Advice from a father of five daughters: Prioritize your daughter’s interests as if they were your own, and you will succeed at parenting.
This is an excerpt from Splashing in Puddles: How to Be a Father to Your Daughter, a new book by David B. Van Heemst from Kirkdale Press.
It was the spring of 2001 when I told our car mechanic that we were expecting our first child. I’ll never forget his reaction. He smiled. Then I told him we were having twins. His face really lit up. Finally, I told him we were having twin girls. His countenance changed. He got a concerned look on his face, grabbed my arm, and said, “It’s okay, David. You’ll get your boy next time.”
I walked away stunned. I hadn’t been sad. I wasn’t hoping for any particular gender. I was thankful that April was pregnant and excited that we were starting a family. Our mechanic was probably getting at something like this: Men typically want a son to carry on the family name. They want a son because dads have a special bond with their sons. They can hunt, work on the car, and play baseball together.
His thinking represents the twentieth-century idea that dads raise boys and moms raise girls. But the twenty-first-century idea is this: Daughters need their dads. In fact, I feel called to be a dad to daughters. I believe that God has used many experiences in my life to shape me into being the type of man that girls need. I am thankful to God for my girls.
The view regarding dads and daughters instead of dads and sons is one part of a seismic shift going on in the United States today. The requirements for being a good dad have quintupled, and they continue to rise. As dads, we can feel blindsided. Our daughters want us to bond with them, and culture’s expectations of dads have changed immensely. Long gone are the days when the dad was the provider and authority figure who was largely irrelevant for the actual rearing of the child.
It feels as if the expectations have mushroomed overnight: become intimately involved in your daughter’s life, practice her ballet moves with her, take her to soccer practice, help her with her algebra homework, show her how to change a tire on the car, develop her financial sensibilities, and still provide discipline. We are expected to be involved throughout the many stages of her life while she lives at home: change her diaper, assist her with her piano songs, work with our wives in guiding her through puberty, emotionally support her in her first dating relationships in high school, and encourage her in the process of getting into the college of her choice.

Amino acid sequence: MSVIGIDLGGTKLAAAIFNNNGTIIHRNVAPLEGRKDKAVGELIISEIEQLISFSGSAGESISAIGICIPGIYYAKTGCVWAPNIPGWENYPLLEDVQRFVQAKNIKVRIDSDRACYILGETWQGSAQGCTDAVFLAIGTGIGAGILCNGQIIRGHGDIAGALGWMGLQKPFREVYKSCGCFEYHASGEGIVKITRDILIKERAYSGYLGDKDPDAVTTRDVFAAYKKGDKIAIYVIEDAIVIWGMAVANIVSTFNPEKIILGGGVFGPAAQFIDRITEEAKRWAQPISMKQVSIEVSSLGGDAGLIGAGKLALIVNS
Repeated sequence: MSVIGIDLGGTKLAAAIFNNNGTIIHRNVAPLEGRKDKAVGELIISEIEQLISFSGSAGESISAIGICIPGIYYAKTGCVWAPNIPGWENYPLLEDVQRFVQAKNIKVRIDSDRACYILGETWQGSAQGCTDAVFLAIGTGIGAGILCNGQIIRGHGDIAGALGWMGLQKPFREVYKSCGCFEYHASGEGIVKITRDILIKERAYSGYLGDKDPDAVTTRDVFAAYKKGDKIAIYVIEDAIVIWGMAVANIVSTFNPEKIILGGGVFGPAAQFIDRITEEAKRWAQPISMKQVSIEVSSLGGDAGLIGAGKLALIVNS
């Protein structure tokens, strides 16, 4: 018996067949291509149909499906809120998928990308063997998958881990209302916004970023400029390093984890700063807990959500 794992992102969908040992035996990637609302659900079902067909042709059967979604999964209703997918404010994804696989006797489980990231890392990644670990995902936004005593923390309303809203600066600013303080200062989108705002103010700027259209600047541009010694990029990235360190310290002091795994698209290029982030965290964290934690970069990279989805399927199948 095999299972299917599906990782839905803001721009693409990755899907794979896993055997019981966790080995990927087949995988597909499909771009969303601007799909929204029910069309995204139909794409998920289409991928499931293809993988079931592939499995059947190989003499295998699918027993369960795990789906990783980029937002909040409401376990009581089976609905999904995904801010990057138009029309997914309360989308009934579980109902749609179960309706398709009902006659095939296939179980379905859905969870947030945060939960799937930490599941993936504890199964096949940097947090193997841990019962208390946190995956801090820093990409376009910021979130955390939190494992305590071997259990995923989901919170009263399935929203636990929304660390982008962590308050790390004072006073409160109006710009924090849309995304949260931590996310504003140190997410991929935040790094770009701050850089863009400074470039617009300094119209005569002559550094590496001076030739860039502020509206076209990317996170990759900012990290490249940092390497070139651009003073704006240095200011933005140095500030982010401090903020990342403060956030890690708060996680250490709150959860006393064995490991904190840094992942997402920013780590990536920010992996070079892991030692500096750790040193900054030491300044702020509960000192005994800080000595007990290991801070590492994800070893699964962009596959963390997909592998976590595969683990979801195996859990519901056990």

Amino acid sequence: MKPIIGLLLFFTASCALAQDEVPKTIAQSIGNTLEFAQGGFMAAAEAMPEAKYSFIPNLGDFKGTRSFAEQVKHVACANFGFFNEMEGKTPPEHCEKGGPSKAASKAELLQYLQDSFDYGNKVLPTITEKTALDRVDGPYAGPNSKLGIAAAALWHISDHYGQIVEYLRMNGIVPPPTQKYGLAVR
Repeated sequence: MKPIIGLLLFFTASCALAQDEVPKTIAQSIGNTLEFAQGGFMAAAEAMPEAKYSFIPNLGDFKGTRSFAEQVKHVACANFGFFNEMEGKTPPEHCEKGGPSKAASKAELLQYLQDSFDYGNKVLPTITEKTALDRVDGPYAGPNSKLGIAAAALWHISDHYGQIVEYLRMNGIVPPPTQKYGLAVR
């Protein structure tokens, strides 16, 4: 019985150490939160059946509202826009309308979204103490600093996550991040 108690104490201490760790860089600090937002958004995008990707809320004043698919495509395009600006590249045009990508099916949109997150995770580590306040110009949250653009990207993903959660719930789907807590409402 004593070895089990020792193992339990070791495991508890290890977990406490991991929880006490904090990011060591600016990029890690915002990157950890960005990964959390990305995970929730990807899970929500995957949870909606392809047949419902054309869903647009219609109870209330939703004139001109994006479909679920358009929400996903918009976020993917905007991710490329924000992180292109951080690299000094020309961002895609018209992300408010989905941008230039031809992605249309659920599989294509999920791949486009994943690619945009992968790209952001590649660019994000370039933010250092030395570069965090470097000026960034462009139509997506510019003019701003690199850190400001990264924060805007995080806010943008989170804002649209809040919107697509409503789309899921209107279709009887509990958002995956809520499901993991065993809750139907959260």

With our newborns, no one in the hospital ever asked me if I wanted to change their diapers. The nurses (and mom) simply handed me the diapers. There I stood, expected to know how to change the diaper of a human baby. What if I messed up? Where were the pins? (Didn’t my mom use pins to close the cloth diapers?) And we’re still supposed to provide as well. The rules of the game have changed, and no one told us.
Our culture’s expectations for fathering are nowhere close to what they were for our dads—and they’re light-years away from what they were for our grandfathers. We have gone from being the one who helped give life, put food on the table, taught life skills, and played the role of supporter for our wives to becoming a co-parent—someone who is expected to help out equally in the actual raising of our children. Today, dads are not only changing diapers, pushing the stroller, cuddling, and getting up in the middle of the night, but they are also expected to be heavily involved throughout her adolescent and young adulthood years. And no one told us. And on top of that, we never received a manual on how to be a good dad for our daughters.
Be Her Hero
All of us want to be heroes. As kids, we had heroes like baseball players, musicians, G.I. Joe, and movie stars. As adults, we know that many of our heroes were really just celebrities who were created by the entertainment industry. But you can become something much more.